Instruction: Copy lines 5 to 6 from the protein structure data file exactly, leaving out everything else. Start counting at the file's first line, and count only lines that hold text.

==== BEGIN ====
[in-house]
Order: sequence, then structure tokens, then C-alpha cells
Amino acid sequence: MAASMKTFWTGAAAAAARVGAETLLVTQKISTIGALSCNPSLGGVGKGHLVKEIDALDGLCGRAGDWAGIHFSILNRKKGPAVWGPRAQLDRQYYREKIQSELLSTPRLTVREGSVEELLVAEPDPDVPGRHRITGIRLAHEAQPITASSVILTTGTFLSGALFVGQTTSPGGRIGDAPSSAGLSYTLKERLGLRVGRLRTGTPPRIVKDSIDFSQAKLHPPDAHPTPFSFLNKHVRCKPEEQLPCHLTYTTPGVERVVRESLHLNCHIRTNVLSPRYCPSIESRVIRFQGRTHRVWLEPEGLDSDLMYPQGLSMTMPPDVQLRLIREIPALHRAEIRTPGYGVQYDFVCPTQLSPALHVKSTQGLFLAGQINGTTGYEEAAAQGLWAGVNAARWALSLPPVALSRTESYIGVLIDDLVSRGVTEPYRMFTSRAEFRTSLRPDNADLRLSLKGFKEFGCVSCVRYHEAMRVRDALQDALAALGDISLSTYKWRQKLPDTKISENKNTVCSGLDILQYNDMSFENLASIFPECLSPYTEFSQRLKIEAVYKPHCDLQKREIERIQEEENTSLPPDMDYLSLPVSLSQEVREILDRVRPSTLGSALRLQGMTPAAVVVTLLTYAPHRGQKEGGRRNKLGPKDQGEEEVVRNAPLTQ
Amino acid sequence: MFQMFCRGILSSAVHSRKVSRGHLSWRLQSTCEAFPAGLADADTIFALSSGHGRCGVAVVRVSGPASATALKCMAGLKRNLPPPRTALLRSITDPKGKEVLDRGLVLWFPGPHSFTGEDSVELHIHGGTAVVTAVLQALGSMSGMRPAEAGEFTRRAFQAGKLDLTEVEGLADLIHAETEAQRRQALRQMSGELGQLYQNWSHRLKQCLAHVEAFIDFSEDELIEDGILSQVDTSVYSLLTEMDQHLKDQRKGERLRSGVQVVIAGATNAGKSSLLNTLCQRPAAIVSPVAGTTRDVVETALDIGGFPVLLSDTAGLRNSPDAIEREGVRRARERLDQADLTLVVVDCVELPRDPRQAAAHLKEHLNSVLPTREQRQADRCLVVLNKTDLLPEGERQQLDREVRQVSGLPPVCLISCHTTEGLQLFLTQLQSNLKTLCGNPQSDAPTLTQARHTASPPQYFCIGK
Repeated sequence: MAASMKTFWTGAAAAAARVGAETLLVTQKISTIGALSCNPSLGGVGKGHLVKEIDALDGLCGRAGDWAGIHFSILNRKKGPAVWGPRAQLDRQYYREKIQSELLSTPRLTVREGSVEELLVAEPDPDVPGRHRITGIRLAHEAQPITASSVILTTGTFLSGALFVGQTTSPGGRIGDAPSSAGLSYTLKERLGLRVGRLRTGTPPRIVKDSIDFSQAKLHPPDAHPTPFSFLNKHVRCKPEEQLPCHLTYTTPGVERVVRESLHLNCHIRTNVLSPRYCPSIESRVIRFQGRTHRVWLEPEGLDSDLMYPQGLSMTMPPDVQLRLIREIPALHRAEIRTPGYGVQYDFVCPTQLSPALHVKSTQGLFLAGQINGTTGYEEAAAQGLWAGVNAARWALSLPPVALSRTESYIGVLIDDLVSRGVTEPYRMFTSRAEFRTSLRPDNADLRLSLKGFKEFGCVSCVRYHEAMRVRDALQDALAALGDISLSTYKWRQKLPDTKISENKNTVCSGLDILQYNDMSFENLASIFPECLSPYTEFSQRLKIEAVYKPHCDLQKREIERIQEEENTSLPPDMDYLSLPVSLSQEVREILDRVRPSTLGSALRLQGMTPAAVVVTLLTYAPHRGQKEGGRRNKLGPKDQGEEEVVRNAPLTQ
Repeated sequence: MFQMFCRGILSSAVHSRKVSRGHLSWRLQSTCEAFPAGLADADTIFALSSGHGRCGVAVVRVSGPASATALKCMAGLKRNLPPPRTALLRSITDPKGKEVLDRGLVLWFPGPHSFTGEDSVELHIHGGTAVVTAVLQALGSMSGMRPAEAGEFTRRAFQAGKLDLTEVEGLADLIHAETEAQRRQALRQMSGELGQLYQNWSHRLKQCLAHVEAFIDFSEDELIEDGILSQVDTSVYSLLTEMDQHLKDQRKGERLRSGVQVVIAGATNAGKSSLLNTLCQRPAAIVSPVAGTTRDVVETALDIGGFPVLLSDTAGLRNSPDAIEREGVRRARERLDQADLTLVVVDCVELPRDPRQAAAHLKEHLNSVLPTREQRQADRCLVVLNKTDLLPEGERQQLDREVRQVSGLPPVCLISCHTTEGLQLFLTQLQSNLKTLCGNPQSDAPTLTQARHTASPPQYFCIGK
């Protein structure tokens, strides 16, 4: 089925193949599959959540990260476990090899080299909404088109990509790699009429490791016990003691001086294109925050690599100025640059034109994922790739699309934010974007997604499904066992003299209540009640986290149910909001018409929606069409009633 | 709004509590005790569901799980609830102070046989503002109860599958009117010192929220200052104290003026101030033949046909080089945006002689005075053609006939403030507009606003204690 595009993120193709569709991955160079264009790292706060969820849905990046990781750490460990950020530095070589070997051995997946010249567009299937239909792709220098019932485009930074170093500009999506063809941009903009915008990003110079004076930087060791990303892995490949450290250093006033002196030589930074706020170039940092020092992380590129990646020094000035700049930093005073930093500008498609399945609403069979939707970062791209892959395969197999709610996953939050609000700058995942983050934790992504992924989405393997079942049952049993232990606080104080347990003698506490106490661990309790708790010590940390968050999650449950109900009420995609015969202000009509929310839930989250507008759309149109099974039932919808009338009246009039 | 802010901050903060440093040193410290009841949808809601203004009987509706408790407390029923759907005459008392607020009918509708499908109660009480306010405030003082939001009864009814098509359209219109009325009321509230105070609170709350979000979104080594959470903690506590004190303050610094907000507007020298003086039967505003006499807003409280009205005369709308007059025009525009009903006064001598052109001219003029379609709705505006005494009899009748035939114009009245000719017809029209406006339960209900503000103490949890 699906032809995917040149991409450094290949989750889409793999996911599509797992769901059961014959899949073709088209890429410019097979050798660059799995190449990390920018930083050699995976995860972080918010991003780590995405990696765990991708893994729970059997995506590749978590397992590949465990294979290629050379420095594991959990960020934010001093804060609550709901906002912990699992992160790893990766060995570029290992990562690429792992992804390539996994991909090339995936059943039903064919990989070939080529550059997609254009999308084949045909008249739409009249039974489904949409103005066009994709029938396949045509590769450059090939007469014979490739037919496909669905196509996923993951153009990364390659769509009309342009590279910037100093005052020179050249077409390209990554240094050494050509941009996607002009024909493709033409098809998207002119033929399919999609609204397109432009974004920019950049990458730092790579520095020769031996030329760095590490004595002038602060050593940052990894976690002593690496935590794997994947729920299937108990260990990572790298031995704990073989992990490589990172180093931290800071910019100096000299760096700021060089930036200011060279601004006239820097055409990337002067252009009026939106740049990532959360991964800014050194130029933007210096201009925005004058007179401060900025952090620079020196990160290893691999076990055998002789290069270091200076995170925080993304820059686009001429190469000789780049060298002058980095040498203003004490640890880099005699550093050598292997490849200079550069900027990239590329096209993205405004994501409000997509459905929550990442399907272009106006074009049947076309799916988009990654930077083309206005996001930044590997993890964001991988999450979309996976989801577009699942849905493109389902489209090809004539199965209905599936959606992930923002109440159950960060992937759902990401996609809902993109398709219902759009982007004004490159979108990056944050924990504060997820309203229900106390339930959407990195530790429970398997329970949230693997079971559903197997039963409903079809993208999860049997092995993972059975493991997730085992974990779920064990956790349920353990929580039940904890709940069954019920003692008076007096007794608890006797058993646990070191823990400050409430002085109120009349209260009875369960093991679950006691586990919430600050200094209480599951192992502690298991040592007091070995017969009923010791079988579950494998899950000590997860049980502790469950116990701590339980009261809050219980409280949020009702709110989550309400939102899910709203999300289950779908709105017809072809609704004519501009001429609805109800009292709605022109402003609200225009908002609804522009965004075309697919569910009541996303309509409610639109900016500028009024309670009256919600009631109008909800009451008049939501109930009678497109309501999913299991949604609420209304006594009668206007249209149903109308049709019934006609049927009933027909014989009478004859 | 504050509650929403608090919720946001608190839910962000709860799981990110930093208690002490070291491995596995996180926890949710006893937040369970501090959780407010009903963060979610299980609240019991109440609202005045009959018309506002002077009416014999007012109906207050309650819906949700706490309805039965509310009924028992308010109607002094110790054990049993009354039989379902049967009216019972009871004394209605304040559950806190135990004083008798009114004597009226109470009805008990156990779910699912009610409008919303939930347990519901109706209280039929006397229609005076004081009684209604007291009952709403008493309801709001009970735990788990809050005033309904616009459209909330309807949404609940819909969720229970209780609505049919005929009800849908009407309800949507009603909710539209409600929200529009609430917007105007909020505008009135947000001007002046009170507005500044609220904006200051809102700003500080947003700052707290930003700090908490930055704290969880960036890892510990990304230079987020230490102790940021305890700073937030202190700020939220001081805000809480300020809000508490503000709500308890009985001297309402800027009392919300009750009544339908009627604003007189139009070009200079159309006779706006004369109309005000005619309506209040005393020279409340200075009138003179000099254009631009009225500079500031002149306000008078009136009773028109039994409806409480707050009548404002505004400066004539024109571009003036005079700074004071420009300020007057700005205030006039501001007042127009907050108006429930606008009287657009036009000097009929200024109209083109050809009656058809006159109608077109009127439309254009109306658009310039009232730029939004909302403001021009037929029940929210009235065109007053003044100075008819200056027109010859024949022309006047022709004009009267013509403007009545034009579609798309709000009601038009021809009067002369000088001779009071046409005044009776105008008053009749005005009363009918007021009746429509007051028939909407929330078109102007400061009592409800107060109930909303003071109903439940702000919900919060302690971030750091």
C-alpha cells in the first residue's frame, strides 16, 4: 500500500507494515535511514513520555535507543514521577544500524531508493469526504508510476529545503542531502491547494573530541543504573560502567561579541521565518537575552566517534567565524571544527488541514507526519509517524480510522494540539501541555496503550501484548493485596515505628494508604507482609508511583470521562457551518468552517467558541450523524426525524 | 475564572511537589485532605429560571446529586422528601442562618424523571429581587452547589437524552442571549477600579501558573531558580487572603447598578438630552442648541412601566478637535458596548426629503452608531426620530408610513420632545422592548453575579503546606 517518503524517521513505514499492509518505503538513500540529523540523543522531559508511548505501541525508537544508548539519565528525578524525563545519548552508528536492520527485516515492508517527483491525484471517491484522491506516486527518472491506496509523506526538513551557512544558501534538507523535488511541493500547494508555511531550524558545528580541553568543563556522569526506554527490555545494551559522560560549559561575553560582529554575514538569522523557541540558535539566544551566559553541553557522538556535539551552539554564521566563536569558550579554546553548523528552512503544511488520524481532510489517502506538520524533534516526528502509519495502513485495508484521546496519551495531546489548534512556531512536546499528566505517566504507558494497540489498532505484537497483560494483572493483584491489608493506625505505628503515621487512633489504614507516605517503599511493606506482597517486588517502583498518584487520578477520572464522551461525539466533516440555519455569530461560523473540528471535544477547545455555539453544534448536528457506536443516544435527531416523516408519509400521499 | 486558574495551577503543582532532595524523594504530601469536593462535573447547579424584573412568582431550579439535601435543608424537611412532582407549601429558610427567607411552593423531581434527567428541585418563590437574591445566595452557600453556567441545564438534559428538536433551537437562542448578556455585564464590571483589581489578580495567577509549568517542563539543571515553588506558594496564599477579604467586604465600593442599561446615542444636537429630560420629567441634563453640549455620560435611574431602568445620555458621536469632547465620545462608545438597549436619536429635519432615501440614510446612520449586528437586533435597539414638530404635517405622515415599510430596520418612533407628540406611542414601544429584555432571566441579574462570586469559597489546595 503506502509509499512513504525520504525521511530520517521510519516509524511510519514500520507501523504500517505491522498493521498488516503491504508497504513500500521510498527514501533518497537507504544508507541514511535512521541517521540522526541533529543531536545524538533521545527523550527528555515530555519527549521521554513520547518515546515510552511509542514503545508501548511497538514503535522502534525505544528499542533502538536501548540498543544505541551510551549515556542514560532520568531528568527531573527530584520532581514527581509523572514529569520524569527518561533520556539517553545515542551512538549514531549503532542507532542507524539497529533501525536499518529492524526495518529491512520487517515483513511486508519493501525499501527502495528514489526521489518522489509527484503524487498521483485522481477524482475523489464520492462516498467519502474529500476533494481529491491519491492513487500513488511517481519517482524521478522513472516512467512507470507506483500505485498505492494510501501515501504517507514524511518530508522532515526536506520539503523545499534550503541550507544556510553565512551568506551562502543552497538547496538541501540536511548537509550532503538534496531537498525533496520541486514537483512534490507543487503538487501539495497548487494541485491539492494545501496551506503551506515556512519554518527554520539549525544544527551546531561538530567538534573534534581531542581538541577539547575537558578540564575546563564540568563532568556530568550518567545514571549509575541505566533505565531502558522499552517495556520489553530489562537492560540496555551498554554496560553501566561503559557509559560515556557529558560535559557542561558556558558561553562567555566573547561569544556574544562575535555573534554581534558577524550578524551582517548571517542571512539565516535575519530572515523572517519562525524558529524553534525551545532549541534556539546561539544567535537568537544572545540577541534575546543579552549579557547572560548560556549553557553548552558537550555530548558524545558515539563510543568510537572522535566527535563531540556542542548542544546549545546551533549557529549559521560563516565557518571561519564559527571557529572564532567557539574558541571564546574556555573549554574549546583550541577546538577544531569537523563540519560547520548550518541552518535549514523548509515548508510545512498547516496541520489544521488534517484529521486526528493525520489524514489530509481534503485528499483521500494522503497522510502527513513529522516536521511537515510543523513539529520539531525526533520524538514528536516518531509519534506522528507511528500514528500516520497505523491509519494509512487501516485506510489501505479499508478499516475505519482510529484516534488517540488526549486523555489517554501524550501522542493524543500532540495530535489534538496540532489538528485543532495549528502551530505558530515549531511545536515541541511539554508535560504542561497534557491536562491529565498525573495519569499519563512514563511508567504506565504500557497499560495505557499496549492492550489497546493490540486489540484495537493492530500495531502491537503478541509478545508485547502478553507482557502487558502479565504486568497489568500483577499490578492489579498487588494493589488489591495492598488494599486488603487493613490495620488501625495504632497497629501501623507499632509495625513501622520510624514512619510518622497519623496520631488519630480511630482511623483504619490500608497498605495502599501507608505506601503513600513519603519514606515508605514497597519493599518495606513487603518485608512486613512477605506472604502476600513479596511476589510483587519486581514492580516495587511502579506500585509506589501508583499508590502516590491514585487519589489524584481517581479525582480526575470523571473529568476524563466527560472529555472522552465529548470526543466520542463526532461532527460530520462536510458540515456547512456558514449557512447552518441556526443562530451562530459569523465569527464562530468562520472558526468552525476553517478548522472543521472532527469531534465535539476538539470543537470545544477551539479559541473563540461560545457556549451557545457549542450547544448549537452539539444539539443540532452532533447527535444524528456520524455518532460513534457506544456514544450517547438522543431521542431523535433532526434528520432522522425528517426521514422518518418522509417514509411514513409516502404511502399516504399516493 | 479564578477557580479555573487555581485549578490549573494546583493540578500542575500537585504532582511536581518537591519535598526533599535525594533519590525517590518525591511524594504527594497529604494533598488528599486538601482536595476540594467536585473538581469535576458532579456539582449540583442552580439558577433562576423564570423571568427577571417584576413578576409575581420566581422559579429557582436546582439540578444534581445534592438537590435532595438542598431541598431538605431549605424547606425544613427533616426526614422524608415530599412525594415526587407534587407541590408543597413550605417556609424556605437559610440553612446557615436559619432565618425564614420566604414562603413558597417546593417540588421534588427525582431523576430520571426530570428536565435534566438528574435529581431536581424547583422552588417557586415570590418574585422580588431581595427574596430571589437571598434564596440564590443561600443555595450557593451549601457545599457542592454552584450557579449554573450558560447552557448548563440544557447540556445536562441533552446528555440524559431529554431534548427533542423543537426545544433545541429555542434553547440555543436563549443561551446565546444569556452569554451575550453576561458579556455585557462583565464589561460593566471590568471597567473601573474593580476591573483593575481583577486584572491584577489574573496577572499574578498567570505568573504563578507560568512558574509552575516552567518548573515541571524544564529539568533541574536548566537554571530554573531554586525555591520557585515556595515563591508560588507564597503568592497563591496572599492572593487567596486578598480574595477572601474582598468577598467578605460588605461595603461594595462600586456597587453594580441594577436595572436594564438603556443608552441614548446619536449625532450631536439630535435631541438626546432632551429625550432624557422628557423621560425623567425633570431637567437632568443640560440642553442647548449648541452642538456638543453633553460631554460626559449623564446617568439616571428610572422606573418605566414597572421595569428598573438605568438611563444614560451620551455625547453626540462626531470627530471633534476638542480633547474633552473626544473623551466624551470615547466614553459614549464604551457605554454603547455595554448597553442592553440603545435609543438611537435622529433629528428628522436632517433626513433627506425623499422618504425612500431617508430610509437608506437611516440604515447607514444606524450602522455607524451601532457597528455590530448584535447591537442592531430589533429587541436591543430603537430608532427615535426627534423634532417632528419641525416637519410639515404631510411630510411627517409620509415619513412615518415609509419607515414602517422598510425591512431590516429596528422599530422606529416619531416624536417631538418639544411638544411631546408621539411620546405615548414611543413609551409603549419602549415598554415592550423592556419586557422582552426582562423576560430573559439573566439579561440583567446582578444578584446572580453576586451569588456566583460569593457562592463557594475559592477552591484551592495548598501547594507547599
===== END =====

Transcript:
Repeated sequence: MAASMKTFWTGAAAAAARVGAETLLVTQKISTIGALSCNPSLGGVGKGHLVKEIDALDGLCGRAGDWAGIHFSILNRKKGPAVWGPRAQLDRQYYREKIQSELLSTPRLTVREGSVEELLVAEPDPDVPGRHRITGIRLAHEAQPITASSVILTTGTFLSGALFVGQTTSPGGRIGDAPSSAGLSYTLKERLGLRVGRLRTGTPPRIVKDSIDFSQAKLHPPDAHPTPFSFLNKHVRCKPEEQLPCHLTYTTPGVERVVRESLHLNCHIRTNVLSPRYCPSIESRVIRFQGRTHRVWLEPEGLDSDLMYPQGLSMTMPPDVQLRLIREIPALHRAEIRTPGYGVQYDFVCPTQLSPALHVKSTQGLFLAGQINGTTGYEEAAAQGLWAGVNAARWALSLPPVALSRTESYIGVLIDDLVSRGVTEPYRMFTSRAEFRTSLRPDNADLRLSLKGFKEFGCVSCVRYHEAMRVRDALQDALAALGDISLSTYKWRQKLPDTKISENKNTVCSGLDILQYNDMSFENLASIFPECLSPYTEFSQRLKIEAVYKPHCDLQKREIERIQEEENTSLPPDMDYLSLPVSLSQEVREILDRVRPSTLGSALRLQGMTPAAVVVTLLTYAPHRGQKEGGRRNKLGPKDQGEEEVVRNAPLTQ
Repeated sequence: MFQMFCRGILSSAVHSRKVSRGHLSWRLQSTCEAFPAGLADADTIFALSSGHGRCGVAVVRVSGPASATALKCMAGLKRNLPPPRTALLRSITDPKGKEVLDRGLVLWFPGPHSFTGEDSVELHIHGGTAVVTAVLQALGSMSGMRPAEAGEFTRRAFQAGKLDLTEVEGLADLIHAETEAQRRQALRQMSGELGQLYQNWSHRLKQCLAHVEAFIDFSEDELIEDGILSQVDTSVYSLLTEMDQHLKDQRKGERLRSGVQVVIAGATNAGKSSLLNTLCQRPAAIVSPVAGTTRDVVETALDIGGFPVLLSDTAGLRNSPDAIEREGVRRARERLDQADLTLVVVDCVELPRDPRQAAAHLKEHLNSVLPTREQRQADRCLVVLNKTDLLPEGERQQLDREVRQVSGLPPVCLISCHTTEGLQLFLTQLQSNLKTLCGNPQSDAPTLTQARHTASPPQYFCIGK